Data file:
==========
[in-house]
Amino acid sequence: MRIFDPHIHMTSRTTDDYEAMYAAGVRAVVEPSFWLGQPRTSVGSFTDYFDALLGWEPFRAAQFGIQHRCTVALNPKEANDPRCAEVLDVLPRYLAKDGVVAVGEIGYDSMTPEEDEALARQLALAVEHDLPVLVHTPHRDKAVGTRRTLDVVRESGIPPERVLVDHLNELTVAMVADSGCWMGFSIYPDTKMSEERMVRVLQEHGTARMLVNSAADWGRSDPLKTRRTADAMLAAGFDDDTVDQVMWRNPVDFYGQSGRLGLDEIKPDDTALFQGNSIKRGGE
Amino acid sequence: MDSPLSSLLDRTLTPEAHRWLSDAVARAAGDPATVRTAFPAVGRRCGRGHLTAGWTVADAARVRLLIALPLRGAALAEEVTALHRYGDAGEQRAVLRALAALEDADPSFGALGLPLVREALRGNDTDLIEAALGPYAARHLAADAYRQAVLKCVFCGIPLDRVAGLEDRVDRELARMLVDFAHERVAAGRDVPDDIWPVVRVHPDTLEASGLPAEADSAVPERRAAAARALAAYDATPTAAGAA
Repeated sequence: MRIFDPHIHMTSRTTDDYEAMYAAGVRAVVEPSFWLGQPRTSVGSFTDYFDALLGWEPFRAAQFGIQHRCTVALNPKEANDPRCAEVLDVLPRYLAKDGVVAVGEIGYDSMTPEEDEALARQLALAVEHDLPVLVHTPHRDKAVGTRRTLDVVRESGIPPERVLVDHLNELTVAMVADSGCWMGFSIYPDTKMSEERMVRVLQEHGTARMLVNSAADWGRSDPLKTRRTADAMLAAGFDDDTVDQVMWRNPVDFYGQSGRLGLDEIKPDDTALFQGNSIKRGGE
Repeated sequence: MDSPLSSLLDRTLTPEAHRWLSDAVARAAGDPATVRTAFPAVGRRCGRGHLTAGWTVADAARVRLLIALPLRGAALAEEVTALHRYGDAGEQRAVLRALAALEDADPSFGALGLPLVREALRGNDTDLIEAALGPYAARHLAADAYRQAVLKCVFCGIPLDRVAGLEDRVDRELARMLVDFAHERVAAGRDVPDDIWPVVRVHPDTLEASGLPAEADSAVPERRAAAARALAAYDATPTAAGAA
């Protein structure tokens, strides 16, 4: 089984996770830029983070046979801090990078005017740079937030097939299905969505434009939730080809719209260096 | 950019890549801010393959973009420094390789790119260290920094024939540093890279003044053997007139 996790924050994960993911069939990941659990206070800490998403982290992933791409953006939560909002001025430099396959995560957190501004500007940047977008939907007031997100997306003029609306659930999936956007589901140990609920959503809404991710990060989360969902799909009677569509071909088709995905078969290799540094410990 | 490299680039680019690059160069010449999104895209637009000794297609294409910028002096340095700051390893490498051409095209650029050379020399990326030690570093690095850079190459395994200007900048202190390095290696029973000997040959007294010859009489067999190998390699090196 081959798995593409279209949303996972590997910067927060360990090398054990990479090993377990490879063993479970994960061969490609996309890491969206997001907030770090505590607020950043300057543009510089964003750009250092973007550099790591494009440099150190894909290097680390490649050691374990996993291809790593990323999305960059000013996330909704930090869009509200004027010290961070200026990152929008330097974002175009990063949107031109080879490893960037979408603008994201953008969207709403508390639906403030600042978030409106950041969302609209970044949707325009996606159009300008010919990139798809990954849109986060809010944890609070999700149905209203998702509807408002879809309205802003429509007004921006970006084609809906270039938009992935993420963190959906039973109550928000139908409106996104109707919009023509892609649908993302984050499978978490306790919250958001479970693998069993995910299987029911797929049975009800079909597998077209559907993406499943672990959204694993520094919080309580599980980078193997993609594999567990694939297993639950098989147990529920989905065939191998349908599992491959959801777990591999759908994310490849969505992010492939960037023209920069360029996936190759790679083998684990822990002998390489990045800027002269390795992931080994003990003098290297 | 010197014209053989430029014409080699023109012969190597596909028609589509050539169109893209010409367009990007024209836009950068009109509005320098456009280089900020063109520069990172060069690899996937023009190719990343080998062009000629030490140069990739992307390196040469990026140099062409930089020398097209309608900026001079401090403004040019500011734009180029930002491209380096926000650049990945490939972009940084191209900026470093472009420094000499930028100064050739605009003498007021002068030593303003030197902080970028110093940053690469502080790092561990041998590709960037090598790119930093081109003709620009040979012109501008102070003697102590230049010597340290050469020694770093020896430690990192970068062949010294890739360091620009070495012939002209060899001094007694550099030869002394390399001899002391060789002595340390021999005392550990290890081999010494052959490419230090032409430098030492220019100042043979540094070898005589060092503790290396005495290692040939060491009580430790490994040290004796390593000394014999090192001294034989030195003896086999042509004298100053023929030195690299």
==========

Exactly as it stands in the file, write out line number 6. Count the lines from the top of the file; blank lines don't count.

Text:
């Protein structure tokens, strides 16, 4: 089984996770830029983070046979801090990078005017740079937030097939299905969505434009939730080809719209260096 | 950019890549801010393959973009420094390789790119260290920094024939540093890279003044053997007139 996790924050994960993911069939990941659990206070800490998403982290992933791409953006939560909002001025430099396959995560957190501004500007940047977008939907007031997100997306003029609306659930999936956007589901140990609920959503809404991710990060989360969902799909009677569509071909088709995905078969290799540094410990 | 490299680039680019690059160069010449999104895209637009000794297609294409910028002096340095700051390893490498051409095209650029050379020399990326030690570093690095850079190459395994200007900048202190390095290696029973000997040959007294010859009489067999190998390699090196 081959798995593409279209949303996972590997910067927060360990090398054990990479090993377990490879063993479970994960061969490609996309890491969206997001907030770090505590607020950043300057543009510089964003750009250092973007550099790591494009440099150190894909290097680390490649050691374990996993291809790593990323999305960059000013996330909704930090869009509200004027010290961070200026990152929008330097974002175009990063949107031109080879490893960037979408603008994201953008969207709403508390639906403030600042978030409106950041969302609209970044949707325009996606159009300008010919990139798809990954849109986060809010944890609070999700149905209203998702509807408002879809309205802003429509007004921006970006084609809906270039938009992935993420963190959906039973109550928000139908409106996104109707919009023509892609649908993302984050499978978490306790919250958001479970693998069993995910299987029911797929049975009800079909597998077209559907993406499943672990959204694993520094919080309580599980980078193997993609594999567990694939297993639950098989147990529920989905065939191998349908599992491959959801777990591999759908994310490849969505992010492939960037023209920069360029996936190759790679083998684990822990002998390489990045800027002269390795992931080994003990003098290297 | 010197014209053989430029014409080699023109012969190597596909028609589509050539169109893209010409367009990007024209836009950068009109509005320098456009280089900020063109520069990172060069690899996937023009190719990343080998062009000629030490140069990739992307390196040469990026140099062409930089020398097209309608900026001079401090403004040019500011734009180029930002491209380096926000650049990945490939972009940084191209900026470093472009420094000499930028100064050739605009003498007021002068030593303003030197902080970028110093940053690469502080790092561990041998590709960037090598790119930093081109003709620009040979012109501008102070003697102590230049010597340290050469020694770093020896430690990192970068062949010294890739360091620009070495012939002209060899001094007694550099030869002394390399001899002391060789002595340390021999005392550990290890081999010494052959490419230090032409430098030492220019100042043979540094070898005589060092503790290396005495290692040939060491009580430790490994040290004796390593000394014999090192001294034989030195003896086999042509004298100053023929030195690299």